ReSharper DevGuide

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Test Project Structure

A test project is an NUnit based Class Library project, that targets .Net 4.0 and includes a reference to the main plugin project (ReSharper is a .net 4.0 application in order to support Visual Studio 2010 and above).

The test project should also include a reference to the JetBrains.ReSharper.SDK.Tests NuGet package. This package takes a dependency on the JetBrains.ReSharper.SDK package, as well as the NUnit package. The SDK.Tests package will ensure that all files required to run the plugin are copied to the output directory. This includes reference assemblies, but also content files, such as external annotations and CSS definition files.

The standard project layout for a ReSharper project with tests is as follows:

+-- src\ | +-- {plugin}.sln | +-- plugin\ | +-- {plugin}.csproj +-- test\ +-- data\ +-- nuget.config +-- ... +-- src\ +-- {tests}.csproj +-- TestEnvironment.cs +-- ...

Where {plugin} is the name of your plugin solution and project and {tests} is the name of your tests project. The main plugin solution includes the plugin project and the tests project.

The TestEnvironment.cs file contains the bootstrap code for the test environment. This is detailed in the Test Environment section.

Test data folder

The test\data folder contains sub-folders that in turn contain the data files for the functional tests defined in the tests project. These files are typically source files, as well as .gold files that contain the text output of the test. If the actual output of a test is different to the .gold file, the test fails.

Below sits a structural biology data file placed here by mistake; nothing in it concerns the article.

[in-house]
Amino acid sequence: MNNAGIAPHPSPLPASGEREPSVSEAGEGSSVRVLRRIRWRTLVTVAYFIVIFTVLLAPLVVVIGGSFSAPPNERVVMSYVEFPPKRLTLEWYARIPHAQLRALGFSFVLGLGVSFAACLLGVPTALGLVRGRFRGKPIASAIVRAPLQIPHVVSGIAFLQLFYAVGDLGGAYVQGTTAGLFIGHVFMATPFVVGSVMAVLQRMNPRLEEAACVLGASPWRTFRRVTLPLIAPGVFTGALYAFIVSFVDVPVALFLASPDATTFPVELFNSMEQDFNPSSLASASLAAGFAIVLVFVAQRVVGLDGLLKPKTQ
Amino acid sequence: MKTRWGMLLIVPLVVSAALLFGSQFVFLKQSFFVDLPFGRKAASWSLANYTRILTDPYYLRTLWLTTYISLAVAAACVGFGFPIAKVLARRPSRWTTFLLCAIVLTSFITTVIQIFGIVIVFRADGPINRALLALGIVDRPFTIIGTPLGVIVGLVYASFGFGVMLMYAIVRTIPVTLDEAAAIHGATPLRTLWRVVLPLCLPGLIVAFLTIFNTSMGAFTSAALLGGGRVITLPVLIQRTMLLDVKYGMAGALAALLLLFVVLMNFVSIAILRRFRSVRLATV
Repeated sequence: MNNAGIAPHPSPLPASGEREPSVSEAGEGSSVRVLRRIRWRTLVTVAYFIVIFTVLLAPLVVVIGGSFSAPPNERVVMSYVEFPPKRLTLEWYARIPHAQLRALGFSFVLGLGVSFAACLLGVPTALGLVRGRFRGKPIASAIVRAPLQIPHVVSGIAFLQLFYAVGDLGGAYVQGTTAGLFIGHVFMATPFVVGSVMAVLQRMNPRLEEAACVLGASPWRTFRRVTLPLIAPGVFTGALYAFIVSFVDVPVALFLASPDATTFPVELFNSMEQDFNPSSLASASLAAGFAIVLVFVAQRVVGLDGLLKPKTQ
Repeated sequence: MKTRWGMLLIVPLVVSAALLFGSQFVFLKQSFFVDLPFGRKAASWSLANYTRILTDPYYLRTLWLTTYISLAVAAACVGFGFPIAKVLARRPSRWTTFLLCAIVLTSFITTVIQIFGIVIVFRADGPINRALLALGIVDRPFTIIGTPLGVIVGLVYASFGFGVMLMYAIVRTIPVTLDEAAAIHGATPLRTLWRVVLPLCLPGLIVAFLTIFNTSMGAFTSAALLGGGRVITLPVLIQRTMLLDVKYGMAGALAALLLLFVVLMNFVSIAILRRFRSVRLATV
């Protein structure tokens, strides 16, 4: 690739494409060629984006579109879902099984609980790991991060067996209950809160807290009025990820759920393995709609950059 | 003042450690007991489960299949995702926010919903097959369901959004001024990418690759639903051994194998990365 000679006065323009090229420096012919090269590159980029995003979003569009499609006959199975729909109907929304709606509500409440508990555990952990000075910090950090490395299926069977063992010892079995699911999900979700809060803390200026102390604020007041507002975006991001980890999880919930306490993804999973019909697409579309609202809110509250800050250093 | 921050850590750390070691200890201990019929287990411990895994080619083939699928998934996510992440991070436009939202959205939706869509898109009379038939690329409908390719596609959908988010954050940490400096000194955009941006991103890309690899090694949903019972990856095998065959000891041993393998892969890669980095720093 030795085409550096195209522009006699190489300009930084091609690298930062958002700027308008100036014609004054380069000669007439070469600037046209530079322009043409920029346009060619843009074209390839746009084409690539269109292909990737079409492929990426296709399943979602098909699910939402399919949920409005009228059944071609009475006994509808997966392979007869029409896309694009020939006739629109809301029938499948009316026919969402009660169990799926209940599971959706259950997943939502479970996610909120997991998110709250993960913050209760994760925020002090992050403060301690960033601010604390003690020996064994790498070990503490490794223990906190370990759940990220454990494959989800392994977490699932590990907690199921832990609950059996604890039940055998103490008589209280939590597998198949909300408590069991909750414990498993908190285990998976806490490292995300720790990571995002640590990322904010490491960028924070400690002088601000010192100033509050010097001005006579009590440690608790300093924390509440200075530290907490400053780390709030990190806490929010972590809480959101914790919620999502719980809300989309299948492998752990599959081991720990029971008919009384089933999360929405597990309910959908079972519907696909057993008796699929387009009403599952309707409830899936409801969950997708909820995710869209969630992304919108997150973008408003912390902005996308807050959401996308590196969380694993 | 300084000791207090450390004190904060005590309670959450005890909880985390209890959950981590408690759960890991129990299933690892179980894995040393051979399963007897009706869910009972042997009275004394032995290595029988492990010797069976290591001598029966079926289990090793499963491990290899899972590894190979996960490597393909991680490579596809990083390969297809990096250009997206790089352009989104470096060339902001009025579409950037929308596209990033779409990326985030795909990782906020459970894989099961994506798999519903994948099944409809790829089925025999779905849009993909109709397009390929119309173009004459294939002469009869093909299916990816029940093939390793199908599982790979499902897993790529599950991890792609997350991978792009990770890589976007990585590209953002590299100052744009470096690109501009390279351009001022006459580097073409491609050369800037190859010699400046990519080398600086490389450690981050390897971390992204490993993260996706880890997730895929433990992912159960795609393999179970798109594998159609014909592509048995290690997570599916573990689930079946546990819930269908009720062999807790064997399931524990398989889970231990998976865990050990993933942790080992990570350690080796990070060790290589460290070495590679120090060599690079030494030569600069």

NuGet.config

The test\data folder also needs to contain a nuget.config file. When ReSharper runs tests, it creates an in-memory project, which will target a particular version of the .Net framework. To make tests repeatable on any machine, the ReSharper test framework will download NuGet packages that represent each version of the .Net framework. This prevents the need for having all versions of .Net installed in the GAC of the local machine. However, these NuGet packages are not intended to be referenced in normal projects, and so are not hosted on nuget.org, but are hosted on JetBrains infrastructure. In order to download these files for your plugin tests, you will need to create a nuget.config file in the root of your data folder. The file should look like this:

<?xml version="1.0" encoding="utf-8"?> <configuration> <config> <!-- See https://docs.nuget.org/consume/nuget-config-file for config options --> </config> <packageSources> <!-- Clear any existing package sources --> <clear /> <!-- Add the JetBrains test package gallery first. Then include nuget.org to download non-test packages to include in test projects --> <add key="jb-gallery" value="http://jb-gallery.azurewebsites.net/api/v2/" /> <add key="nuget.org" value="http://www.nuget.org/api/v2/" /> </packageSources> <disabledPackageSources> <clear /> </disabledPackageSources> <packageRestore> <!-- Allow NuGet to download missing packages --> <add key="enabled" value="True" /> <!-- Automatically check for missing packages during build in Visual Studio --> <add key="automatic" value="False" /> </packageRestore> </configuration>